People with achondroplasia have a relatively long trunk and shortened upper parts of their arms and legs. They may share other features as well, such as a larger head with a prominent forehead, a flattened bridge of the nose, shortened hands and fingers, and reduced muscle tone. The average adult height for someone with achondroplasia is a little over 4 feet.

Diastrophic dysplasia is a different form of short-limb dwarfism. It occurs in about 1 in 100,000 births, and is also sometimes associated with cleft palate, clubfeet, and ears with a cauliflower-like appearance. People who have this diagnosis tend to have shortened forearms and calves (this is known as mesomelic shortening).

Spondyloepiphyseal dysplasias (SED) refers to a group of various short-trunk skeletal conditions that occurs in about 1 in 95,000 babies. Along with achondroplasia and diastrophic dysplasia, it is one of the most common forms of dwarfism. In some forms, a lack of growth in the trunk area may not become apparent until the child is between 5 and 10 years old; other forms are apparent at birth. Kids with this disorder also might have clubfeet, cleft palate, and a barrel-chested appearance.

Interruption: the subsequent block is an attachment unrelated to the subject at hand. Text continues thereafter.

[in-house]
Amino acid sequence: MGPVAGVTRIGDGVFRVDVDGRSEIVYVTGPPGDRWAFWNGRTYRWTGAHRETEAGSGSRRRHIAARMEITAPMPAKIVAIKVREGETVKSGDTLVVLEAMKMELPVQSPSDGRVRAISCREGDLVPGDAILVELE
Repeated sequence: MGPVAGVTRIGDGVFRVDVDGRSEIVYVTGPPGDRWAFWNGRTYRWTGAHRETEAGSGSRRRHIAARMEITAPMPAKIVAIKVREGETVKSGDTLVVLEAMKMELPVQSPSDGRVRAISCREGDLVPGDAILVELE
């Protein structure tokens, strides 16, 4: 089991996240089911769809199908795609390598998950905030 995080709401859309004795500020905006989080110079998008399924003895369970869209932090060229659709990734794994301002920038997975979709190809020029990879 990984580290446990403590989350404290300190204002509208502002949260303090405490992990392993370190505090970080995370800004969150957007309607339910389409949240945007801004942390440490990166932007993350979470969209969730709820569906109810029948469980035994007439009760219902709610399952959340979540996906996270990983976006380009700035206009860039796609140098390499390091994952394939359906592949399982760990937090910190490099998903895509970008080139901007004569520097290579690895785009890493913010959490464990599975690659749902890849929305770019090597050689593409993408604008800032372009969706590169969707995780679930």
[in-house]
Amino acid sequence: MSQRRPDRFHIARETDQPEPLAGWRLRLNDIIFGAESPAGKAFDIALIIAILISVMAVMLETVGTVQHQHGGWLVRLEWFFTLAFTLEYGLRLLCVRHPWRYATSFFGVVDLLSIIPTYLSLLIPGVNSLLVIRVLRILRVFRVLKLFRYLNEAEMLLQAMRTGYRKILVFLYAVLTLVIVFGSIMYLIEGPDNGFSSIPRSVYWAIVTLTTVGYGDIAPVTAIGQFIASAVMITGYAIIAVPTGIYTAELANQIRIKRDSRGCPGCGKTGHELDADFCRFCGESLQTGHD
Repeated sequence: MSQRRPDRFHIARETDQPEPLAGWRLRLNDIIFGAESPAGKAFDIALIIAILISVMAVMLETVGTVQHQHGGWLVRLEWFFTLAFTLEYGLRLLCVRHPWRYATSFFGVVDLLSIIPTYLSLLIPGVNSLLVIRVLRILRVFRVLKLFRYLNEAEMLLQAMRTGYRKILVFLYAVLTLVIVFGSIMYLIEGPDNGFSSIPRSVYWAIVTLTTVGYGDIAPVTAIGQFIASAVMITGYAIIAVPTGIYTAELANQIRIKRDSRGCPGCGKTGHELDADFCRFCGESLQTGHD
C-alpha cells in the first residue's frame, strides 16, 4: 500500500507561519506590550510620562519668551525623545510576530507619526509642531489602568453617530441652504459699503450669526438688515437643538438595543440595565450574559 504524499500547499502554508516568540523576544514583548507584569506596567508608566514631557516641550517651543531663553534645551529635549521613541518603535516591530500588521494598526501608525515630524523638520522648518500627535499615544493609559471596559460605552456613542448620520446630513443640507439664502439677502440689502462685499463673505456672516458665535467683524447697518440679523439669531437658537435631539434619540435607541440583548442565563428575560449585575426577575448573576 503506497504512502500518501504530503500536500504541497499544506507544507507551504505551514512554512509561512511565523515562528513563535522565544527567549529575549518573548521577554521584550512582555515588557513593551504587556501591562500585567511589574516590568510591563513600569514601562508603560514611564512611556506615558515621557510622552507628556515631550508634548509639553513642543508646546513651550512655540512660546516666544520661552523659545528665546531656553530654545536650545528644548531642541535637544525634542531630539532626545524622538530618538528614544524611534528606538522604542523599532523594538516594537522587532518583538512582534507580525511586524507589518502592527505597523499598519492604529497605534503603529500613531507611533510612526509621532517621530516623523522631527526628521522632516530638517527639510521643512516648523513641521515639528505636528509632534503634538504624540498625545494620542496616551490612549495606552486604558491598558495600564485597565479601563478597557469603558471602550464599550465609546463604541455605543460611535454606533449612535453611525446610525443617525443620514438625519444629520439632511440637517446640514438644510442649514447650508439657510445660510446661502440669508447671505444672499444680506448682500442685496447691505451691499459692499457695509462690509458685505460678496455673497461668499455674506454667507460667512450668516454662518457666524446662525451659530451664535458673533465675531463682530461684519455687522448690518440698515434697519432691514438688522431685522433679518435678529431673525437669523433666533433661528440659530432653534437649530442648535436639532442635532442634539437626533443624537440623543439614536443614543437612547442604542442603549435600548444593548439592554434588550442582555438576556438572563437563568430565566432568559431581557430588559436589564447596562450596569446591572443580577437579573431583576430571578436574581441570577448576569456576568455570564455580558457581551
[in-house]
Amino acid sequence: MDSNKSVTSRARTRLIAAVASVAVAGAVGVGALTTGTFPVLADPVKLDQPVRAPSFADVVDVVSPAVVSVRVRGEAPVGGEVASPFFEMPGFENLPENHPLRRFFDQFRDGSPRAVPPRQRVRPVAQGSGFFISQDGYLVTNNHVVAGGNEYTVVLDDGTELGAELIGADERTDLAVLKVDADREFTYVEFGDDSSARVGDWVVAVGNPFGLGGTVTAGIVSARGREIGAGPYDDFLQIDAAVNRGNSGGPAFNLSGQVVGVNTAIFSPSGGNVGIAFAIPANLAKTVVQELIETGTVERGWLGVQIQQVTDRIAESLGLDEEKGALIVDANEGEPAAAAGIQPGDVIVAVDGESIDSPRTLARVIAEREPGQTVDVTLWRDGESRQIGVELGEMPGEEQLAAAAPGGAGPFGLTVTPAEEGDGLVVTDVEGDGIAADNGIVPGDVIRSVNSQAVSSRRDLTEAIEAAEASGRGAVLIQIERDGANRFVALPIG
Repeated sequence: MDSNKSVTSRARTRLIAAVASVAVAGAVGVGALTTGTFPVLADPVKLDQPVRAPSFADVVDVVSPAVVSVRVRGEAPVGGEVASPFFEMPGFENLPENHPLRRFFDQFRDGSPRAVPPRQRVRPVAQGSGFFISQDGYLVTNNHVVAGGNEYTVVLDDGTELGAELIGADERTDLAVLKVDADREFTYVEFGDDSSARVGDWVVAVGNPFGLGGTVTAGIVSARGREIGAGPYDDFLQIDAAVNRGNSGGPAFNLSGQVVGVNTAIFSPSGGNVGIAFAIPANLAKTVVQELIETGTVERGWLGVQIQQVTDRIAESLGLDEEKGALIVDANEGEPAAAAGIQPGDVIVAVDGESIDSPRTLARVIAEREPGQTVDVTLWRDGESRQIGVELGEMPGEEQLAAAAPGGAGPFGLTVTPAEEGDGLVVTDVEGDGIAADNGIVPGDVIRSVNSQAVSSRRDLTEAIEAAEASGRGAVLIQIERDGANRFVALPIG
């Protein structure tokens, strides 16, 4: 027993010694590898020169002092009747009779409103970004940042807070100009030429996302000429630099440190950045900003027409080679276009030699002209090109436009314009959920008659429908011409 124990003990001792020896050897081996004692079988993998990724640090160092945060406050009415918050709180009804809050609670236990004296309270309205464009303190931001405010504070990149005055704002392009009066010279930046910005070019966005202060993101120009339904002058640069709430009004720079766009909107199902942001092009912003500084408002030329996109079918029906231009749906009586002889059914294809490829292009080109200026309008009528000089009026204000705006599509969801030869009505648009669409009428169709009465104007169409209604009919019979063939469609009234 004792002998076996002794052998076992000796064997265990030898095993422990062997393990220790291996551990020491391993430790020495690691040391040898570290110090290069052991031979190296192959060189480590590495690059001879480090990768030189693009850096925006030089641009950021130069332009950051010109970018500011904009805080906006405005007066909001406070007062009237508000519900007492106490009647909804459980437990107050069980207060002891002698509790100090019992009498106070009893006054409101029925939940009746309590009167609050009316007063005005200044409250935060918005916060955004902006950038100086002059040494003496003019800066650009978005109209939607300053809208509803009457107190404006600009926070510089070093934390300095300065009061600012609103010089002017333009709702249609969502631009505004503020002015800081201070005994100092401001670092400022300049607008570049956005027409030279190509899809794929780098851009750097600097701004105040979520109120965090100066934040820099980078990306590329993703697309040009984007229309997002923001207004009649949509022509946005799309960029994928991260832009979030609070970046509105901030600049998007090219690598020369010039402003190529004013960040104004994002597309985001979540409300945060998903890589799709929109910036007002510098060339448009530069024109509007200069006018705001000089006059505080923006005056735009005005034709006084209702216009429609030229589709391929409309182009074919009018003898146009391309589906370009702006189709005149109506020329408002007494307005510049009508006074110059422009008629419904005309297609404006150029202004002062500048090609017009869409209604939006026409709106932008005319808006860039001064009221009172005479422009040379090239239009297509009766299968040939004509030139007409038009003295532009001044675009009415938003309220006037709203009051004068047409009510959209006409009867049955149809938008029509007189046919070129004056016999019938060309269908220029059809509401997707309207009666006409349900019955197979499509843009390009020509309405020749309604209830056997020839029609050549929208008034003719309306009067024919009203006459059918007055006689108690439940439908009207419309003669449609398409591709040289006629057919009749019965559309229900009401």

In general, dwarfism caused by skeletal dysplasias results in what is known as disproportionate short stature — meaning the limbs and the trunk are not the same proportionally as those of typically-statured people.

Metabolic or hormonal disorders typically cause proportionate dwarfism, meaning a person's arms, legs, and trunk are all shortened but remain in proportion to overall body size.

Diagnosis

Some types of dwarfism can be identified through prenatal testing if a doctor suspects a particular condition and tests for it.

But most cases are not identified until after the child is born. In those instances, the doctor makes a diagnosis based on the child's appearance, failure to grow, and X-rays of the bones. Depending on the type of dwarfism the child has, diagnosis often can be made almost immediately after birth.

Once a diagnosis is made, there is no "treatment" for most of the conditions that lead to short stature. Hormonal or metabolic problems may be treated with hormone injections or special diets to spark a child's growth, but skeletal dysplasias cannot be "cured."

People with these types of dwarfism can, however, get medical care for some of the health complications associated with their short stature.